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Mark Lutz

Mark Lutz’s tribute to Andy Hallett

Sunday 28 March 2010, by Webmaster

Everybody loved Andy. He made friends wherever he went, and I’m not just talking about passing friends, your run of the mill variety, but good ones, the kind that last a lifetime. Between his childhood friends in his hometown of Osterville, MA, and his adoptive home in Los Angeles - not to mention the ridiculous amount of people he met at the Angel conventions he attended in every corner of the world - he literally had friends everywhere. People often throw around the term “winning personality”, but with Andy, it was more than that. Andy’s personality was like a friendship smart-bomb. He could talk to anyone, of any age, any background, find a common thread, and within minutes make them feel as though they had been life-long friends. I know, I saw it happen a million times in person and moreover, it happened to me.

I met Andy my very first day on set. I had just stepped out of a trailer after an hour long make-up test for Groo, and was covered from head-to-toe in metallic, cobalt-blue make-up (the original idea for the character, that was thankfully scrapped) when I ran into him. He was in full Lorne garb, head-to-toe green , and I having never seen the show before, had no idea who he was.

“How long?” Andy asked me with a short-hand usually reserved for old friends and siblings, not complete and utter strangers.

“About an hour” I replied, all the while sizing him up. His make-up was really quite intricate and all together seamless. You could read the expressions on his face in the same manner you could on someone completely devoid of the stuff. “You?”

“THREE hours, ya f—king lucky bastard.” I laughed out loud at both his audacity and his misfortune. We became best friends immediately.

The rapport was instant, easy going, and warm. We spent the next hour talking about everything under the sun EXCEPT for the fact that we were both different colors and in these outrageous outfits on the ....Paramount.... back lot. Executives in suits would occasionally pass by us, everyone of them giving us some manner of ‘look’ that involved a combination of curiosity, mild-amusement and disbelief. Andy seized on every opportunity he could to make them laugh.

“Humans,” he said loudly in feigned disgust, “don’t they know it’s not polite to stare?”, to a gaggle of “suits” across the street.

“Who raised you, anyway Ma’am? Have you no respect for visible minorities?”, he inquired of who I instantly recognized as former head of Paramount Pictures, Sherry Lansing - but he, obviously, did not. She laughed heartedly and nodded in the direction of both the blue and green humanoids that had just verbally accosted her …an absurdity that I’m sure only could take place in ....Hollywood.....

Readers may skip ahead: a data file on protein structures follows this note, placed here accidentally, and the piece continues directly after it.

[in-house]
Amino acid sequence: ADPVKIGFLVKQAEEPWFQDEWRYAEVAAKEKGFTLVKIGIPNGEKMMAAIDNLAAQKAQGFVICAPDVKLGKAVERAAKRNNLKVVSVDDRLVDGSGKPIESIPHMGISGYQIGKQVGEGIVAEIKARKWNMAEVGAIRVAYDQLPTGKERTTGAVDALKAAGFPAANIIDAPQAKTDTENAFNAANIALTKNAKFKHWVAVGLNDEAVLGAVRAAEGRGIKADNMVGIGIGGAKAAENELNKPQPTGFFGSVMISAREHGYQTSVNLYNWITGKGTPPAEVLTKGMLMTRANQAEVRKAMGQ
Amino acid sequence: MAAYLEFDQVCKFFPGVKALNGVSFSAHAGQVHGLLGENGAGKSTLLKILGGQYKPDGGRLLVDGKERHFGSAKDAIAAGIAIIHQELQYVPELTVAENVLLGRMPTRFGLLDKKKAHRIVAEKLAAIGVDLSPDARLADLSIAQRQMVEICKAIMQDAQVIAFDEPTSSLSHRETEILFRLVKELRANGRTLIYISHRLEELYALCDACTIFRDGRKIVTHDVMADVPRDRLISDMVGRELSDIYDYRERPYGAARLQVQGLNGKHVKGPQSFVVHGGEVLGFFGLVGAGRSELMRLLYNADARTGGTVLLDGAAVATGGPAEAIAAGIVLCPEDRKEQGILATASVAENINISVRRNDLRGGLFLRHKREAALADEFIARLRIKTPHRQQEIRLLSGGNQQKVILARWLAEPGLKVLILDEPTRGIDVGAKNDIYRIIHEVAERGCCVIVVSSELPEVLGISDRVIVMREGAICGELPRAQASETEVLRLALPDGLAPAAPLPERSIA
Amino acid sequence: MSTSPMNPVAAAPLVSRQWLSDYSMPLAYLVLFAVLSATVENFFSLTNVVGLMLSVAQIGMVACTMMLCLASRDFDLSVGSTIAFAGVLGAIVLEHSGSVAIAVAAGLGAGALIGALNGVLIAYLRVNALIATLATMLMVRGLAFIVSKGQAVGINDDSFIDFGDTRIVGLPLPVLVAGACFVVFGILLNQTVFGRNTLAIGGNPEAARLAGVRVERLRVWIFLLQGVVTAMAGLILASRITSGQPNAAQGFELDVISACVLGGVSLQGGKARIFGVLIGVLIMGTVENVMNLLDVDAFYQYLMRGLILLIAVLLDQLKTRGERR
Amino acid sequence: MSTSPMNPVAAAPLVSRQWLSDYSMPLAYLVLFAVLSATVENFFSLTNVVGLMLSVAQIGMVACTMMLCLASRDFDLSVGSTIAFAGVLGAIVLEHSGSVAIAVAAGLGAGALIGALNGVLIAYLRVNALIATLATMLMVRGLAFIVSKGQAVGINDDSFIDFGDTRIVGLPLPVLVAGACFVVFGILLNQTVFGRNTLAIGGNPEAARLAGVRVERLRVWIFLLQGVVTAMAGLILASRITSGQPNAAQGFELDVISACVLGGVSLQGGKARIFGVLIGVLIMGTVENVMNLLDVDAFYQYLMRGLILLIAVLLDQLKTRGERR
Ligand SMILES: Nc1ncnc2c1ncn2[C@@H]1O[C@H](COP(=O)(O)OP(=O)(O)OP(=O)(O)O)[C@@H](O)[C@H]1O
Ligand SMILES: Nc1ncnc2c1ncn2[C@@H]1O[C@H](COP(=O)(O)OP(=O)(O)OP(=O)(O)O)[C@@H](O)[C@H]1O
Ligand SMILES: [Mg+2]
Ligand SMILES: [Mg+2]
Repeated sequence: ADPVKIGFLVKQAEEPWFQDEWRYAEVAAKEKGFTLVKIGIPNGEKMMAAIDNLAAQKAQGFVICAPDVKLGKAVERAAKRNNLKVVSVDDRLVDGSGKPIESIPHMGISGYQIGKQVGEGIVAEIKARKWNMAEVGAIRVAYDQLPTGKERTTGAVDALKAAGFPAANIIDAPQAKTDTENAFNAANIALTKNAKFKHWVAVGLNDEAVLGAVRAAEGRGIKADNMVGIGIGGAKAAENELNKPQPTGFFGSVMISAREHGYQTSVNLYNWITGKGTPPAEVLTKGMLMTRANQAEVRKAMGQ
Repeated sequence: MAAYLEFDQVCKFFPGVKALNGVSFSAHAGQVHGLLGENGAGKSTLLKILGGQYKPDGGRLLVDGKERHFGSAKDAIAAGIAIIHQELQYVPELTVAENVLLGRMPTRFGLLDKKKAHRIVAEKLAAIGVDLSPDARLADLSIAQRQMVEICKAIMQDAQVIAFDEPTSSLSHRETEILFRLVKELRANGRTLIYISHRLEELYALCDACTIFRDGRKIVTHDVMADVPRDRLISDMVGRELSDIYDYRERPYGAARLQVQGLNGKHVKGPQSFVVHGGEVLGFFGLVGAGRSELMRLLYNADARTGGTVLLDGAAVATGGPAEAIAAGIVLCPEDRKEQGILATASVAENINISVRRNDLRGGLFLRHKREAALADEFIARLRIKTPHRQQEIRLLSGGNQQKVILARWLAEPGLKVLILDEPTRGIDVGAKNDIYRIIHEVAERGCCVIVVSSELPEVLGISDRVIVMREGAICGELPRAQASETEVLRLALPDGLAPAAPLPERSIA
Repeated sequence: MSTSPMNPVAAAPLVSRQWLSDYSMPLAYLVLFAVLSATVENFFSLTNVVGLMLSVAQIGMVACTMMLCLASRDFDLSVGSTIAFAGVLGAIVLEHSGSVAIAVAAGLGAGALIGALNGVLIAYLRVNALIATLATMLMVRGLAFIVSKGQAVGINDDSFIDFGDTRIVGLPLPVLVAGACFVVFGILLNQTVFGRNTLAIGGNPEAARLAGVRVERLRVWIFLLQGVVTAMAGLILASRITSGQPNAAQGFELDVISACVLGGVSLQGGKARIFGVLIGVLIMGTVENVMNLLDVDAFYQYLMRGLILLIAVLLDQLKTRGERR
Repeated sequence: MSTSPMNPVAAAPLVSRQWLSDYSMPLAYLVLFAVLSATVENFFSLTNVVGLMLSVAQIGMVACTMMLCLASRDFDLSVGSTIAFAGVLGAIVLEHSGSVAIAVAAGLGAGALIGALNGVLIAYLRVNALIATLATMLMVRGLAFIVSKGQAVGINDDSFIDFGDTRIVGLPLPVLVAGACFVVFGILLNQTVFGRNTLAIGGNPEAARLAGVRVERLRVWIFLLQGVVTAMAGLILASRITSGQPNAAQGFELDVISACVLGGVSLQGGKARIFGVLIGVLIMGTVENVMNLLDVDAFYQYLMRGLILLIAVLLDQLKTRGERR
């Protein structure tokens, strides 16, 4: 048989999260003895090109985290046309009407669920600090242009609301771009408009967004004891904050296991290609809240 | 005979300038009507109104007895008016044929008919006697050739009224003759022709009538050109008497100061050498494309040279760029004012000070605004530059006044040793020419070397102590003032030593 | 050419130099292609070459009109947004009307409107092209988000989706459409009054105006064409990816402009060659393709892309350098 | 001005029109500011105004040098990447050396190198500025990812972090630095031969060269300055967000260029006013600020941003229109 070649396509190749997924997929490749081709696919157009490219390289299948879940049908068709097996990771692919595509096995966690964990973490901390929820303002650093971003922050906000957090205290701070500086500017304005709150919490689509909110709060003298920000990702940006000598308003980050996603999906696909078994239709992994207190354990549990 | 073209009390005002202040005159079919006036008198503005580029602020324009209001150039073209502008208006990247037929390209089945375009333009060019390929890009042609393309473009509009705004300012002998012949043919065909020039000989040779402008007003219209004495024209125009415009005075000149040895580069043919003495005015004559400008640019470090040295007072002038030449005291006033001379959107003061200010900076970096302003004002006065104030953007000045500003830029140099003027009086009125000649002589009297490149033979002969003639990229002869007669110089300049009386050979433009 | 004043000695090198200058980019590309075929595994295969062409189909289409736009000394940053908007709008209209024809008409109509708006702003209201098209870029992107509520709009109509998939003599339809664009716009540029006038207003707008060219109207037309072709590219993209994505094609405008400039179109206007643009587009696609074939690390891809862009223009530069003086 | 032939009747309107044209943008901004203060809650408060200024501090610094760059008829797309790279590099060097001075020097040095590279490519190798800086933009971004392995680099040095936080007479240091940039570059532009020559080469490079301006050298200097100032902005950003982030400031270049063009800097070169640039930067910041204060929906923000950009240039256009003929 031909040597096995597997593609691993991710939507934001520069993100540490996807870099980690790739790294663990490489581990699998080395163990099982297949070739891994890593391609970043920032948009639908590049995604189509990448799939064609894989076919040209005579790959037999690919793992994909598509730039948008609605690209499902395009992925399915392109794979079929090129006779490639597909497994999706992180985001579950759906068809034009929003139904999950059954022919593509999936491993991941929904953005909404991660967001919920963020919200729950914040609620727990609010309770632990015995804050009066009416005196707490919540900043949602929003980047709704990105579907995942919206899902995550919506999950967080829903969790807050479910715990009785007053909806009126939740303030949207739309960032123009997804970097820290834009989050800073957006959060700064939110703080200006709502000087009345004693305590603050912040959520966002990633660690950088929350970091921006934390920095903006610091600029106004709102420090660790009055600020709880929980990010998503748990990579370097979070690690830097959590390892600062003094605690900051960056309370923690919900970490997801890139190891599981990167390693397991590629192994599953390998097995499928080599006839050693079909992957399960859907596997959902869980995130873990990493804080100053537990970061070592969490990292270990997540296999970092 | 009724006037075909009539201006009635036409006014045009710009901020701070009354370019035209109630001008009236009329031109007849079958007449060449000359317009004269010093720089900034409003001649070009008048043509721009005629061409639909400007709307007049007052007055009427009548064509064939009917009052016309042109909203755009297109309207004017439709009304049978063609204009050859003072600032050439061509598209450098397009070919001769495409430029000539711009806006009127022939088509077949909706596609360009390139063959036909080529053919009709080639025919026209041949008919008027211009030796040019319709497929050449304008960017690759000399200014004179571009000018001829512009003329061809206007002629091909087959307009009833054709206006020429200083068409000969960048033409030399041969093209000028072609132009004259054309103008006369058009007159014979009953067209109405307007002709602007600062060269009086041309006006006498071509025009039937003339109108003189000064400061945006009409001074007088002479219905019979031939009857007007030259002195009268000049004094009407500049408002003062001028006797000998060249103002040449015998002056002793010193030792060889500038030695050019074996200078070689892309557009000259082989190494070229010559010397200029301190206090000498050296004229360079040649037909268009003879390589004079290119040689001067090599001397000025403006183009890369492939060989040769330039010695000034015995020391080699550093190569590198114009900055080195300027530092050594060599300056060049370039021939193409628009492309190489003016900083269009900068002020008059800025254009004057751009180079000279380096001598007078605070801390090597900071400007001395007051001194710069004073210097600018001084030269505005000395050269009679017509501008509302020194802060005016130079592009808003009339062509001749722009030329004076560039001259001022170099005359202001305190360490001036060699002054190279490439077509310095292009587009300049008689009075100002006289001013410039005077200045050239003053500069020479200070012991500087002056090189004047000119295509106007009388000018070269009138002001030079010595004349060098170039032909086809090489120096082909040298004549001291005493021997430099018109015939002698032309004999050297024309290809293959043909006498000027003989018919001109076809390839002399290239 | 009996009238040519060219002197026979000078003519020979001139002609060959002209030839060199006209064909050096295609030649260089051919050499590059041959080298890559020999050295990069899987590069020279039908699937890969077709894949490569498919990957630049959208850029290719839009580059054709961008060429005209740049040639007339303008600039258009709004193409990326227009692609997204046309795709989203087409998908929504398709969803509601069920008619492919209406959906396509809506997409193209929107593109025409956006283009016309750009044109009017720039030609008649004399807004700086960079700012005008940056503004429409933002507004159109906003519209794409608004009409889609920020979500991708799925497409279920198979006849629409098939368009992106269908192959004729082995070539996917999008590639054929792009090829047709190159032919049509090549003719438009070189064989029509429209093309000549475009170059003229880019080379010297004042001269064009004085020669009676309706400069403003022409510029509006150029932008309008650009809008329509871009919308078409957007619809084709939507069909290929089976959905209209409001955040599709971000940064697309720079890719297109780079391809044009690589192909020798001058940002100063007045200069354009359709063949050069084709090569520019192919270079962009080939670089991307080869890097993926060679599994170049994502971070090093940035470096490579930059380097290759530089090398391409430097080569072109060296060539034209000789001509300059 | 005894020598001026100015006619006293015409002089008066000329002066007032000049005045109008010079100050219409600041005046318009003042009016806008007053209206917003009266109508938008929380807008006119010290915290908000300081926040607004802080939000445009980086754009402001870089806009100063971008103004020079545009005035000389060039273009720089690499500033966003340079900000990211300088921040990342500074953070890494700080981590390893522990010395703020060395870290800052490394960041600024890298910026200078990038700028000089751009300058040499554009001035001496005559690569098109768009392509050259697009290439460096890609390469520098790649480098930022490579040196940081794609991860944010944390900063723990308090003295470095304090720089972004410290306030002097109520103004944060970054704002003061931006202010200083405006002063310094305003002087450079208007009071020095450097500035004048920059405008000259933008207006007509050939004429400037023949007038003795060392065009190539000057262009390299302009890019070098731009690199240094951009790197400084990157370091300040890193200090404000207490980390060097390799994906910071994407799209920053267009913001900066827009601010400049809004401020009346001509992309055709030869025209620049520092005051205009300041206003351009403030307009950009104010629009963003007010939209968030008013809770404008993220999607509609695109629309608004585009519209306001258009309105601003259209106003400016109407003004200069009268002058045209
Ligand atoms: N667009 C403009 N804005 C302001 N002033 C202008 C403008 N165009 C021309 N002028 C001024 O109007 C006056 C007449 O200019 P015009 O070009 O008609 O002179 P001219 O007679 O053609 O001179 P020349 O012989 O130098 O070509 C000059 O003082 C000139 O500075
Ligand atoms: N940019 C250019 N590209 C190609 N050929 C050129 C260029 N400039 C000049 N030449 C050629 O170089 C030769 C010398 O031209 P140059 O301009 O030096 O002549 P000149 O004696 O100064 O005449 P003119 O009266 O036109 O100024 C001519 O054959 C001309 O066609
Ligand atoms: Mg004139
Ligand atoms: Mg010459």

Andy was invincible and absolutely fearless in his Lorne garb, and even though he made no bones about hating being cooped up inside all of that make-up for hours on end, he secretly loved the anonymity and confidence it afforded him – not that he needed it.

Being new to LA, Andy showed me around town, bringing me out with him to some great local watering holes and restaurants, introducing me to some great people who remain my friends to this day, and even helping find me my first place – directly across from his own.

“I’m going to need to build a moat and fill it with all manner of nasty beasties.” he would joke to the fans we met at conventions. “Let’s see Lutz swim across that to mooch my food.”

That was the kind of guy he was, helpful, thoughtful and generous to a fault, all the while accompanied by a wickedly sharp sense of humor.

While visiting Andy’s place you were always assured of two things - a gracious host, and a constantly ringing telephone. Andy’s phone rang more than anyone’s I have ever encountered in my entire life. You couldn’t be at his place for more than 2 minutes when the phone would ring, and it would continue to ring incessantly. At first, I wondered who the hell was calling his house all the time? But slowly, it all started to make sense. People wanted to be around him, people wanted to hang out with him, people wanted to be his friend, and it was no wonder, what with all the energy that Andy radiated – who wouldn’t want to be his friend? I think at some point, almost instinctively Andy had to give up answering his phone with any kind of regularity, as to do so would mean never getting anything done.

The thing I’ll always remember and loved the most about Andy was watching him sing – he was born to do it. Andy was always outgoing and full of vitality, but when you got him on a stage, gave him an audience, and put a microphone in his hand – look out! He absolutely came ALIVE. It was if he had received a shot of adrenaline. He radiated what show biz types commonly refer to as “it”. It was a raw and natural talent that he possessed, and I have little doubt it is exactly what Joss saw when he first dreamed up the character of The Host after seeing Andy sing karaoke at a local dive bar. And while Joss may have plucked Krevlornswath of the Deathwok Clan from the depths of his imagination – Andy’s personality and charisma made it his own.

After his passing I found myself thinking that I was really glad that some of the really important people in my life had gotten to meet him, my Dad, my brother, my little sister; they all got to meet him and experience the joy that emanated from him on a daily basis. I’m really glad so many fans out there got to meet Andy at the conventions we always seemed to attend together. If you never got the chance to meet him over the years, I wish you could have, you too would have become friends immediately.

I miss my friend desperately, but I take solace in the fact that I KNOW, at this very moment, he’s singing somewhere. RIP my friend.